Although it is no concern of mine where they build the mosque in New York, I am glad I am neither part of the problem nor part of the solution. Now that the crackpot Florida pastor has exited the scene, the Quran-burning stunt no longer clouds our vision. Therefore, the question of whether a mosque should be built next to “ground zero” (two blocks or three blocks away is irrelevant) has no complicating side-issue attached to it. The position of Mayor Bloomberg and President Obama is commendable: the United States of America has no state religion, and citizens can worship whoever and whenever they wish. This stand is morally and constitutionally unimpeachable. One of the cardinal principles laid down by the founding fathers is thus being gloriously reaffirmed by a city renowned for its religious tolerance. What better way to show the world, especially the Muslim world, that America is not at war with Islam but only with Al Qaeda. It would be a brave person who would argue with such a sane exposition of put your money where your mouth is!
Yet. Yet. Yet. If Americans who insist the mosque must be built at the precise place planned also accept that 9/11 was an unprecedented atrocity which traumatised the American people, a trauma with which they are still coming to terms, then it is pertinent to ask why a mosque needs to be built adjacent to the spot where thousands perished at the hands of jehadi Muslims? Unless the purpose of this cock-eyed scheme is to provoke not only people like Terry Jones but also ordinary, decent Americans very much committed to the idea of freedom of worship. If the proposed mosque had been given a plot a couple of kilometres away from its present site, would one of America’s cherished values have been permanently besmirched?
The comparison with our own temple vs mosque controversy in Ayodhya is not entirely out of place. Sensible, sober and pseudo-secular Indians have been pleading that a magnificent Ram temple be constructed, but not necessarily at the precise place where the mosque stood. If that logic holds for Ayodhya, why not for New York?
The Schizoid Chariot
Cricket lovers can only shed tears at the state of the Pakistan team. Here is a side of such individual brilliance and flair, endowed with such skills and style that no matter where your loyalties lie, you stand up and applaud them. And yet collectively they are about as cohesive as Dr Manmohan Singh’s cabinet. The visceral bickerings between players defy comprehension. I remember an incident in Mumbai, when close to midnight, Javed Miandad was seen running after Abdul Qadir in the corridors of the Taj Mahal hotel with a knife in his hand. I don’t want to get all heavy and Freudian, but the Pakistan cricket team is currently a metaphor for the Pakistani state. A country facing an existential crisis will produce a team which reflects that crisis. The fact that the Pakistan government and the ruling elite believe their players have been stitched up courtesy an elaborate Indian conspiracy is characteristic of a nation living in denial of the nature and magnitude of the calamity it is facing.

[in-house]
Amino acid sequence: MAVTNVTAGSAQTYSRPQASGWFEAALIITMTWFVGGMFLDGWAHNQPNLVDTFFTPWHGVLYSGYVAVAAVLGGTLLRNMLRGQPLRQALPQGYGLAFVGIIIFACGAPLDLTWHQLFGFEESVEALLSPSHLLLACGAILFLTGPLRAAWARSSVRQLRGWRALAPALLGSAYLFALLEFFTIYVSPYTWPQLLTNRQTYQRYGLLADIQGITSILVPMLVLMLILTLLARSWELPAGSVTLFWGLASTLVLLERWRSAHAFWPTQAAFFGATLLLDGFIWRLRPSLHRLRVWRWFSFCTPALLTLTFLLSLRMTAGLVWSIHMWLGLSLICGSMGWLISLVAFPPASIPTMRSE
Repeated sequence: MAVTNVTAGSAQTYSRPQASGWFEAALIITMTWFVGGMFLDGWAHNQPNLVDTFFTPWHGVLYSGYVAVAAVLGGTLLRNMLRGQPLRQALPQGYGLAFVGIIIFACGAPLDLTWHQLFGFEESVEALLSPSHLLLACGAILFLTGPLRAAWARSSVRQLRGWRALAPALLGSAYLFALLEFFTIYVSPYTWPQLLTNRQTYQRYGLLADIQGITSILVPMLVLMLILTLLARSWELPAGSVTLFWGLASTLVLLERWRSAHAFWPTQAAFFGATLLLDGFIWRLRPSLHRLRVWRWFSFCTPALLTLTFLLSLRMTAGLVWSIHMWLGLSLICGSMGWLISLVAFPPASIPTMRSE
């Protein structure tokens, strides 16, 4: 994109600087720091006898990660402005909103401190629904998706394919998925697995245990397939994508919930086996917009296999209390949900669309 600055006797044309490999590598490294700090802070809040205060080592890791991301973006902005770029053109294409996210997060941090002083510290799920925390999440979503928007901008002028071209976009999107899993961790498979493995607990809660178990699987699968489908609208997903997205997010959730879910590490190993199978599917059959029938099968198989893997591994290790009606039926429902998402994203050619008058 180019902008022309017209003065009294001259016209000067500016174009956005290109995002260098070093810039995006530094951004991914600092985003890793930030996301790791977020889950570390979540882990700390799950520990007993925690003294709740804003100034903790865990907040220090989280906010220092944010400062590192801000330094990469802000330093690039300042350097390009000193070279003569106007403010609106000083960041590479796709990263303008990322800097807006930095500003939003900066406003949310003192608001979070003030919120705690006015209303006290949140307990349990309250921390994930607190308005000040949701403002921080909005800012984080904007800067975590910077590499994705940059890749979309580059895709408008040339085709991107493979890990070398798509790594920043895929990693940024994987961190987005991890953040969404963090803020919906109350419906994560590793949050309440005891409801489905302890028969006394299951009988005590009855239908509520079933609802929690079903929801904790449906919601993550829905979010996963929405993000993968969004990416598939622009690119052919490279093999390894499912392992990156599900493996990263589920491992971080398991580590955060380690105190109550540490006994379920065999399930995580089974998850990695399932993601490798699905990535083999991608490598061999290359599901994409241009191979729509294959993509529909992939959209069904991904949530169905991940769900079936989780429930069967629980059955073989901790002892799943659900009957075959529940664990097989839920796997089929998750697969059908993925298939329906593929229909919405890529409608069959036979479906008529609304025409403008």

Meanwhile, a letter in The Daily Telegraph (London) reflects the British attitude to the scandal: “We should congratulate the Pakistani cricketers for making an ancient, boring rain-making ceremony mildly interesting to a silent majority who probably could not name anyone in the English team. The scandal removes pseudo-celebrities and the credit crunch from the headlines. But it will not last—we can bet on that.”
Nay, Nay, Cap’n
I am reading Tony Blair’s account of his days in power, A Journey. It is light, pleasant night-time reading which does not tax the brain or challenge the imagination. The book reveals in great detail the toxic rivalry between the prime minister and his deputy, Gordon Brown. It makes the disagreements between, say, Chidambaram and Digvijay Singh, look like a tea party. If the top two men in government—Blair and Brown—were forever plotting and scheming against each other, how did they find the time to do their jobs? At one point, Tony Blair is driven to ask the famous football manager Sir Alex Ferguson what he would do with a player who is “brilliant” but a big “problem” for the captain. Ferguson’s advice: Chuck him out.
The late US president Lyndon Johnson had the best solution to this kind of personnel problem. “It is better,” he said, “to have him inside the tent pissing out, rather than outside the tent pissing in.”
I was at a TV awards function hosted by Impact magazine recently. Two stand-up comics were presented to entertain the guests. They tried valiantly but the whole affair was a bit stale. When my turn came to speak, I couldn’t help recounting a Tommy Cooper joke. Two cannibals are eating a stand-up comic. One says to the other: “Does the food taste funny to you?”